Discovering Windows Embedded Standard 2011 – What is different to WES 2009? – Part 1

16 01 2010

With this post I am starting a new series looking at the CTP 2 of Microsoft’s newest embedded operating. As you already may know with WES 2011 the base OS platform is no longer XP Professional, as it was for quite a few years now. Instead 2011 starts a new age leveraging the Windows 7 technologies.
The first thing one will notice is that WES 2011 is completely different to its predecessors. There is a huge shift in the OS development paradigm towards the standard maintenance and configuration features of Windows 7. Due to this we have to say god bye to the component database, Target Designer, Component Designer and Component Database Manager. The new tools are called Image Builder Wizard (IBW) and Image Configuration Editor (ICE), cool name, isn’t it? What has been regarded as components are now driver, feature and language packs. With IBW one has the opportunity to configure an OS image on the target device directly using a bootable DVD or USB drive with the help of templates, which are in fact Win 7 unattended setup configurations (unattend.xml). These configurations are applied by the IBW setup engine to the device.
In contrast to Windows 7, WES 2011 offers still the extended embedded functionality such as EWF, FBWF, etc. one has gotten used to using earlier versions of XP embedded and WES.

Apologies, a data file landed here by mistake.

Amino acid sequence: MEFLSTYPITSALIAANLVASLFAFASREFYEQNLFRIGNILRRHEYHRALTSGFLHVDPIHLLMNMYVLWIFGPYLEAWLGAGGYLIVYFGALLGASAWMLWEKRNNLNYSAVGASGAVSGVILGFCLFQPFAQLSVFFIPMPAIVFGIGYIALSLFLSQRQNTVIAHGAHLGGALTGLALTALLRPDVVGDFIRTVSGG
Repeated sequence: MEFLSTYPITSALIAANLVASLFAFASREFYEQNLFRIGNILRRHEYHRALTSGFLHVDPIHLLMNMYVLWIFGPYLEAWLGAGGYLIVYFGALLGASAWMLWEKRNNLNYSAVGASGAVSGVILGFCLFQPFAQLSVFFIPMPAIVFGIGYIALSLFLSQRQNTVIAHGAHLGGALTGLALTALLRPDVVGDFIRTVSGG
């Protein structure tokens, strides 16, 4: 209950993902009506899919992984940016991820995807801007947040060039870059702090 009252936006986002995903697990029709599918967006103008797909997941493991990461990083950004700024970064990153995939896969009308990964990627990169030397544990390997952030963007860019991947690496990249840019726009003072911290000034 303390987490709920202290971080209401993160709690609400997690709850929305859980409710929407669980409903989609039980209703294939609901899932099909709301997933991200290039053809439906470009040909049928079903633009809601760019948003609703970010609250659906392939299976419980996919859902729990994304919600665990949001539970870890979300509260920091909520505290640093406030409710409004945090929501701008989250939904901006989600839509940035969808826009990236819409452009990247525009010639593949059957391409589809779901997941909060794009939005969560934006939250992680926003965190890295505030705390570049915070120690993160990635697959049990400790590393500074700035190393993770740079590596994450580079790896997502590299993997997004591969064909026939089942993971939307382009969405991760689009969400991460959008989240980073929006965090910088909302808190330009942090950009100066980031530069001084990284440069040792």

Due to the new approach there re a lot of great new things and functionality to discover, but there are also some drawbacks that need to be paid. Here is my first glance list on these, which does not claim to be complete. Find a feature list of Windows Embedded Standard 2011 at the Microsoft site.


  • Access to all new Windows 7 functionality –This is a killer feature!!!
  • Nearly all old EEFs are available, some even improved –good job Embedded team
  • New images are HAL independent – Halleluja! 🙂
  • 32 Bit and 64 Bit OS images possible – long awaited by customers doing photo and video editing. Processor specific images need to be maintained.
  • Access to the new Win7 deployment and maintenance tools (Imagex, Dism, WinPE, WDS, etc.) for offline and online servicing – Very nice!
  • Automatic Device Servicing (Windows Update) – Be careful using it together with EWF and FBWF!


  • Images are bigger – smallest is about 300 MB compared to 40 MB on WES 2009. This is not so critical in my eyes. Storage nowadays is cheap.
  • Componentization not as granular – Can be a problem for some really targeted devices.
  • Windows Welcome process (This was formerly called OOBE and is popping up during first boot of devices. It might be good or bad depending on requirements.)
  • Activation will be required. System locked pre-installation is possible, but this means additional work to an OEM. Could be a showstopper for some projects.

Overall it has become easier to get your first WES up and running, But, if one digs in deeper there are some challenges understanding different settings for configuration paths’ as well the new distribution of Windows features in the feature packs. There is no free lunch, but you get used to while creating the first images.

In the coming weeks I am going to post some short articles about my current experience with the new tools features and technologies. Therefore stay tuned!





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